Beauty is how we come to know the world. So says Nobel-Prize winner Frank Wilczek in his book A Beautiful Question: Finding Nature’s Deep Design, and the subjects covered brilliantly underscore his point: Pythagoras and the music of the spheres. Galileo’s elegantly ordered cosmos. Newton’s graceful rules of motions. Einstein and his journey deep into the simplicity underlying the most complex systems, showing us the way to an ever stranger and more breathtaking world that thousands of scientists and science fans are still exploring. “This book is one long meditation on a single question,” Wilczek writes.
His book is also the story of ongoing connection to scientific thought to form a useful narrative, based on research both past and up-to-the-minute.
2017 is quickly becoming a year in which access to U.S. scientific research is harder to publicly find. One of the first events to follow January 20 was a series of murky demands on the communication channels of science agencies like NASA, the EPA, and the Parks Department, in which they were asked to refrain from their regular communication with the public.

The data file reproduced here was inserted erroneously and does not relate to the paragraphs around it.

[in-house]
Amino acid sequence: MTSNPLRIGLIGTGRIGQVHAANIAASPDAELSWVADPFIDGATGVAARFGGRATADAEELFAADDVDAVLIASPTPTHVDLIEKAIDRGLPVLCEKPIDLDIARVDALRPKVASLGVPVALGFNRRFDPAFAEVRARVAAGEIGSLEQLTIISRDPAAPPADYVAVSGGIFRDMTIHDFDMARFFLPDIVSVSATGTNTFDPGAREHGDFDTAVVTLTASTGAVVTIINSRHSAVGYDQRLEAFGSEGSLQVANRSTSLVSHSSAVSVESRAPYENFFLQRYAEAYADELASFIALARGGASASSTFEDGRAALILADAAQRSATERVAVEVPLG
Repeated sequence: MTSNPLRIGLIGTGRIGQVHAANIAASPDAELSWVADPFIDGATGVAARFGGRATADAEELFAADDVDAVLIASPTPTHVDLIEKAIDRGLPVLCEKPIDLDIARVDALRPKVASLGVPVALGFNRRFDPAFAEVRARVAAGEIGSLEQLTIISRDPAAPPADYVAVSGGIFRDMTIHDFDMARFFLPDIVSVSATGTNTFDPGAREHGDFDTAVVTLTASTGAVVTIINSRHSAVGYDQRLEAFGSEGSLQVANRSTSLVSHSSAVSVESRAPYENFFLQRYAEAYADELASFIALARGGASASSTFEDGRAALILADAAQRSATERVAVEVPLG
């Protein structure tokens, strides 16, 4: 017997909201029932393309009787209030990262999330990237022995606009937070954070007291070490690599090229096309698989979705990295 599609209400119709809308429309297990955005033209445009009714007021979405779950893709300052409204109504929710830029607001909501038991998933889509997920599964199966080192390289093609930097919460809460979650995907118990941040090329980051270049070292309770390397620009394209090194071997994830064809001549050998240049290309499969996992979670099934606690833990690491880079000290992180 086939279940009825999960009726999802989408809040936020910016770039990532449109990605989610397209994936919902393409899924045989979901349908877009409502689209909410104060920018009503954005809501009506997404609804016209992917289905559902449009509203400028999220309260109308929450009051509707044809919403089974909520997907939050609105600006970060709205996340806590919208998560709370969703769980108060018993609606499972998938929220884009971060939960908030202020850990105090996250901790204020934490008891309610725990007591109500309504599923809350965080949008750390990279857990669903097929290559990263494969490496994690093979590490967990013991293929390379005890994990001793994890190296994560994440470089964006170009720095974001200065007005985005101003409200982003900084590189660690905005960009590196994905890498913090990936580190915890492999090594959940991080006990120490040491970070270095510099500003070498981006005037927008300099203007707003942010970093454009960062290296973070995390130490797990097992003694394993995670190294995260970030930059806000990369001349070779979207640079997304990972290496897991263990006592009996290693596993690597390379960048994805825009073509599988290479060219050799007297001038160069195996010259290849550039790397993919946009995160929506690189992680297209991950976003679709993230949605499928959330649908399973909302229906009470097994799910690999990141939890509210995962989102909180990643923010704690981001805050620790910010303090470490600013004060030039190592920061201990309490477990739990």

The organizations’ reactions were swift. A flurry of rogue Twitter accounts sprang up at the hands of anonymous researchers, staffers, and other federal employees to pick up the official sites’ thwarted mission of delivering scientific information to the world. There were more than eighty rogue accounts within the week, all still going strong.
“Resisting efforts to take the science out of EPA,” reads the bio of @RogueEPAStaff. That of @RogueNASA, “the unofficial Resistance team of NASA” invites readers to “Come for the facts, stay for the snark.”
“What’s different about the number of rogue accounts that have come about as a result of the Trump administration’s apparent gag orders on some federal agencies,” writes Wynn Davis in a story for NPR, “is that this form of expression could be a logical way to oppose a media blackout.” Unfettered public access to just what research branches of the government are up to remains crucial for a functional, sustainable society. The public is given complex views of the world — through peer-reviewed articles, science journalism, and public outreach from research bodies themselves — by which we are expected to be informed, considerate, and responsible citizens. Without that communication, there is a danger we’ll remain uninformed, lacking the ability to discern not only basic facts on issues as hot-button as climate and as far-reaching as gravitational waves but also real-world complexity.